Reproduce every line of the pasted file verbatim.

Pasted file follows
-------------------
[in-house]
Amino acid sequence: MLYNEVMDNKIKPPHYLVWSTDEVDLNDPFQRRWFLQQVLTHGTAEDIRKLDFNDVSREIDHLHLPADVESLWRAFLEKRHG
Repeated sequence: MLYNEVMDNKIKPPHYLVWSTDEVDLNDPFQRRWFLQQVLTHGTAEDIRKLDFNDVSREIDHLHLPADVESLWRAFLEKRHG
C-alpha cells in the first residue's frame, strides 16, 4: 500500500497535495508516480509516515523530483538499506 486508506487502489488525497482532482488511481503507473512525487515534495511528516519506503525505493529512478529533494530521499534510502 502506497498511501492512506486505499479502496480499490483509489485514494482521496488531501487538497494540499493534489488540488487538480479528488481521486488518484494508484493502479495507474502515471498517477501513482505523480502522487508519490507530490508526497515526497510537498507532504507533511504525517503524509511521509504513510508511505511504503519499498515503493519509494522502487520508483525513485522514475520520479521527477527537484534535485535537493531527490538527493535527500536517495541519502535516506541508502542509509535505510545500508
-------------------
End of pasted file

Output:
[in-house]
Amino acid sequence: MLYNEVMDNKIKPPHYLVWSTDEVDLNDPFQRRWFLQQVLTHGTAEDIRKLDFNDVSREIDHLHLPADVESLWRAFLEKRHG
Repeated sequence: MLYNEVMDNKIKPPHYLVWSTDEVDLNDPFQRRWFLQQVLTHGTAEDIRKLDFNDVSREIDHLHLPADVESLWRAFLEKRHG
C-alpha cells in the first residue's frame, strides 16, 4: 500500500497535495508516480509516515523530483538499506 486508506487502489488525497482532482488511481503507473512525487515534495511528516519506503525505493529512478529533494530521499534510502 502506497498511501492512506486505499479502496480499490483509489485514494482521496488531501487538497494540499493534489488540488487538480479528488481521486488518484494508484493502479495507474502515471498517477501513482505523480502522487508519490507530490508526497515526497510537498507532504507533511504525517503524509511521509504513510508511505511504503519499498515503493519509494522502487520508483525513485522514475520520479521527477527537484534535485535537493531527490538527493535527500536517495541519502535516506541508502542509509535505510545500508